Central and Peripheral Retina Arise through Distinct Developmental Paths

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Abstract

In the mature eye, three distinct tissue fates, retina, ciliary body, and iris, arrange with a strict linear organization along the central (back) to peripheral (front) axis. The establishment of this topographical relationship within the optic vesicle is not well understood. We use a targeted vital labeling strategy to test the derivation of mature eye tissues from the optic vesicle of the chick embryo. Fate mapping uncovers two distinct origins of the neural retina. Contrary to expectations, the central neural retina has a discrete origin within the posterior optic vesicle. The peripheral retina derives from the distal optic vesicle, sharing a common origin with more peripheral tissue fates. This study identifies for the first time two distinct retinal sub-domains, central and peripheral, which arise during embryogenesis. Identification of these discrete retinal compartments provides a framework for understanding functional and disease processes throughout retinal tissue.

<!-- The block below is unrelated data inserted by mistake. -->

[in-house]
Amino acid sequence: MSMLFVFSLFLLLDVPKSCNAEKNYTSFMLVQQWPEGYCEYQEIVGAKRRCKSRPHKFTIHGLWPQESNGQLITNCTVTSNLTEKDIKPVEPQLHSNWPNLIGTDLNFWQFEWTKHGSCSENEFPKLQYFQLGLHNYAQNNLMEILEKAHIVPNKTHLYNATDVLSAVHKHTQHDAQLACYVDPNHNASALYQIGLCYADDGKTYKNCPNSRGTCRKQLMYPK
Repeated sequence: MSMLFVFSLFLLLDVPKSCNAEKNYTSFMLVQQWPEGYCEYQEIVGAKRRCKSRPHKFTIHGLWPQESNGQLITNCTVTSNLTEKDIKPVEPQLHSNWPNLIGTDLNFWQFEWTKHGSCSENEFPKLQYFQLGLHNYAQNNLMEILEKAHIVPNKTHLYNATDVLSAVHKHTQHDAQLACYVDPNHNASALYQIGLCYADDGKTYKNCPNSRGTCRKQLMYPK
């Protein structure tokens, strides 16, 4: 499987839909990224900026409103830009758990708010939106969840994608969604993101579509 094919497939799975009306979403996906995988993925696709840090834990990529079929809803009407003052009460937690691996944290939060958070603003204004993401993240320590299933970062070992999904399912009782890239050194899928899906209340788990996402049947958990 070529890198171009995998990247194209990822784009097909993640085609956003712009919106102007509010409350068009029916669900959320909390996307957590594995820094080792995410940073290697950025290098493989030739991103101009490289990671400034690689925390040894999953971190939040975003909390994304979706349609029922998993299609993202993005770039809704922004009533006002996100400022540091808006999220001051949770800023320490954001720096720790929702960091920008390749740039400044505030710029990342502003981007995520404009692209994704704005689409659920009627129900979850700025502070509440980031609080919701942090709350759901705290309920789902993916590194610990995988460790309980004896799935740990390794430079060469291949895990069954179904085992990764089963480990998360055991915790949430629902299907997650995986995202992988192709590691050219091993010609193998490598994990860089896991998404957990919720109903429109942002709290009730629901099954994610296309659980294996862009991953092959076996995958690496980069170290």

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Venters, S. J., Mikawa, T., & Hyer, J. (2013). Central and Peripheral Retina Arise through Distinct Developmental Paths. PLoS ONE, 8(4). https://doi.org/10.1371/journal.pone.0061422

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